FIGURE 4. Montages illustrating representative oC micro-explants treated with 1000 μM canthatraxin alone, or 100 μM terbinafine HCl plus 200 μM gentamicin, for 72 h.

Thirteen antioxidants exhibited statistically significant protection of HCs in micro-explants treated with both the compound and gentamicin. The results for these compounds are illustrated in Figure 5, arranged in order of degree of HC protection. Seratrodast and idebenone exhibited the strongest protection from gentamicin toxicity, which was complete at 1000 μM, the highest dosage tested, and, also, significant at 100 μM. However, idebenone alone appeared to reduce HC survival on D4. Resveretrol, BHA, α-lipoic acid, hinokitiol, BHT, dithiotreitol and MC-186 were strongly protective at some gentamicin exposure times and antioxidant dose concentrations. However, at the highest concentration tested, MC-186 significantly enhanced early HC loss due to gentamicin. Procysteine and trolox were more modestly protective at some times and concentrations, while thiourea and thymoquinone were protective only at 24 h, and only for the lowest antioxidant concentrations. Examples of two micro-explants that were protected by antioxidants are presented in Figure 6.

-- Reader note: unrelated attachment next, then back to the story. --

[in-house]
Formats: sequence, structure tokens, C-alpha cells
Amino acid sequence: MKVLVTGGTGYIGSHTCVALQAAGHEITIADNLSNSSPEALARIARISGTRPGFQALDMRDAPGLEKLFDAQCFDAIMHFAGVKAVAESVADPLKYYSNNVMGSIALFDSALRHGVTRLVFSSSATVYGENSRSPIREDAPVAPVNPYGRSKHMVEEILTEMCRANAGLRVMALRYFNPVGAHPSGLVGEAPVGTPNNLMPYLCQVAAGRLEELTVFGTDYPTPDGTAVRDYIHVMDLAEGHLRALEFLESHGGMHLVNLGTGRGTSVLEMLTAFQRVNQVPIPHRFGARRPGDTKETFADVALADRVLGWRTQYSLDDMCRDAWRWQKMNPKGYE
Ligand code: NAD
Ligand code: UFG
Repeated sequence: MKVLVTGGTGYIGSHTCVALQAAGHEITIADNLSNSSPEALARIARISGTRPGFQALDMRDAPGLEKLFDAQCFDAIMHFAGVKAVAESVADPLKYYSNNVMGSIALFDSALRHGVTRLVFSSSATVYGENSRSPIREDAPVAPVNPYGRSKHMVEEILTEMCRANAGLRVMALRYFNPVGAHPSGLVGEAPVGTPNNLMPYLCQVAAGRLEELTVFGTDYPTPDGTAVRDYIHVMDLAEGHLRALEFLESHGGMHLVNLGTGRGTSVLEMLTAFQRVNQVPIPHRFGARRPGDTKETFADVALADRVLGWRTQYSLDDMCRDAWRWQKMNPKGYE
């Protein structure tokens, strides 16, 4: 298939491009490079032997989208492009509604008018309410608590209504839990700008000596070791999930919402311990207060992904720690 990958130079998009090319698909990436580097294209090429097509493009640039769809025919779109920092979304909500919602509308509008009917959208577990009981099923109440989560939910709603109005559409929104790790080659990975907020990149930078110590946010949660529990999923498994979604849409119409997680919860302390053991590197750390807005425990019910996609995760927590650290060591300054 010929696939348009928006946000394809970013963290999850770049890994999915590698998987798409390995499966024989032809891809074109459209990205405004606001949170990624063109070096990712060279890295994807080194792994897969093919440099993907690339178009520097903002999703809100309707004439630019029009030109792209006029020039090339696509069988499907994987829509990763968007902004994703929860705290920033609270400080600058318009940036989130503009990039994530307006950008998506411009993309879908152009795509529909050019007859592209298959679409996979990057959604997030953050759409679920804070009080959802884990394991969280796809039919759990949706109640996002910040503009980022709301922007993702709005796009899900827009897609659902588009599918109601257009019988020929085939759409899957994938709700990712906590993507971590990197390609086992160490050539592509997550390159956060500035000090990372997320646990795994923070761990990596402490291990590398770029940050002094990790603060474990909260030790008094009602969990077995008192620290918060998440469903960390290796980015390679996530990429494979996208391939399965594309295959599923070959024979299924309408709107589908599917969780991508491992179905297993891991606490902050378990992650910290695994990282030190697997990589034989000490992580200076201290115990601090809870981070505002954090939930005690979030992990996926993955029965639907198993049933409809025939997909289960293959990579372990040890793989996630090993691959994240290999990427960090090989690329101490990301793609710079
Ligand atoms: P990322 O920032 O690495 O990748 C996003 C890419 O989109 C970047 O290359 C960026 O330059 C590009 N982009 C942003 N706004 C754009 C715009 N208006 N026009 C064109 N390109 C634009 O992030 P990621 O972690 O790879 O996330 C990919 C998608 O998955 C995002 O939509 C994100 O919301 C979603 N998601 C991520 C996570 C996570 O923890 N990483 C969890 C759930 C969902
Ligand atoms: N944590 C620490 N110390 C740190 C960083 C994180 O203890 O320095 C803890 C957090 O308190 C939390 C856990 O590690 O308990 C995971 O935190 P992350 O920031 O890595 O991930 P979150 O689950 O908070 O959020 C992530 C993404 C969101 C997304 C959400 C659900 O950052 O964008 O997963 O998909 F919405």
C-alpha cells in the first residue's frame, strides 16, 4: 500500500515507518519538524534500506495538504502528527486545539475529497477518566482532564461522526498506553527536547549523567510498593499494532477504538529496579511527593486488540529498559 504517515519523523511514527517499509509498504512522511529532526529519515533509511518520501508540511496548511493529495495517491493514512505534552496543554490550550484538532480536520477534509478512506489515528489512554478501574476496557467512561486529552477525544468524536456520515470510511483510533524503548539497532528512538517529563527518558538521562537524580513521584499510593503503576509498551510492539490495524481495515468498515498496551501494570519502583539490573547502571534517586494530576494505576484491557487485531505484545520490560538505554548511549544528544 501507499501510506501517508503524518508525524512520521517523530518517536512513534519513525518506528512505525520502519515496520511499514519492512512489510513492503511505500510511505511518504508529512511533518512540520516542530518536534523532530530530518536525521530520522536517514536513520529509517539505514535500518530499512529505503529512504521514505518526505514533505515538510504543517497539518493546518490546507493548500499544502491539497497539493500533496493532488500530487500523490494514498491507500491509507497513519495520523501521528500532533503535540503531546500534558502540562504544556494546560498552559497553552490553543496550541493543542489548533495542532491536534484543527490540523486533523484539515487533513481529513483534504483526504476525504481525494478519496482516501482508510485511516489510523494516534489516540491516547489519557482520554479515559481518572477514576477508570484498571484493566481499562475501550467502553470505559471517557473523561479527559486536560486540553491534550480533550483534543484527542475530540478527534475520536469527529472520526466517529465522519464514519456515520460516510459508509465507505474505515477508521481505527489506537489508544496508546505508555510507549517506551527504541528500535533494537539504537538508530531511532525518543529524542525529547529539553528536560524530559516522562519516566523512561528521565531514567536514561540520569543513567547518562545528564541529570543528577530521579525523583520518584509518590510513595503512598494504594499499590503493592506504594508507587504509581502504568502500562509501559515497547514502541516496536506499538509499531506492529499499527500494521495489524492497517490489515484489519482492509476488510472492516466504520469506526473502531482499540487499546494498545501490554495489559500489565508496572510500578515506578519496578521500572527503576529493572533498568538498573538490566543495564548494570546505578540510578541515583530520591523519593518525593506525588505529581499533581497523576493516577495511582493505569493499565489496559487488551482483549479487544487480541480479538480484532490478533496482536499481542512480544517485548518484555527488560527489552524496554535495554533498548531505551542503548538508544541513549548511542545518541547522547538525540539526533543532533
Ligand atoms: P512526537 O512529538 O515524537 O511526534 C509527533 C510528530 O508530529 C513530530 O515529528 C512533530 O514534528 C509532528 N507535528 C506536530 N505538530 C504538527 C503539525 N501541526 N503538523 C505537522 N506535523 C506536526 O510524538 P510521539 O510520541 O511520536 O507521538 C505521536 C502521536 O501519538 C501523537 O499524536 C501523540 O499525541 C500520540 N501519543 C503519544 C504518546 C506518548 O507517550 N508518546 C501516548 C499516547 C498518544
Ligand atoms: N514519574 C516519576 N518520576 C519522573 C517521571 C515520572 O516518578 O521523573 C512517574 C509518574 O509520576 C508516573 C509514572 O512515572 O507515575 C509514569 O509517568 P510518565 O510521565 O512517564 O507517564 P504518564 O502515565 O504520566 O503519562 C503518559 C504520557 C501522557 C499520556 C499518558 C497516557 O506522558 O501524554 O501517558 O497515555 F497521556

FIGURE 5. (A–C) Normalized D1–4 HC survival curves for 13 compounds that showed significant protection from gentamicin. The data also illustrate the variability seen in positive in negative controls. This variability necessitated the use of separate controls for each plate in our assay. N = 6 micro-explants/data point.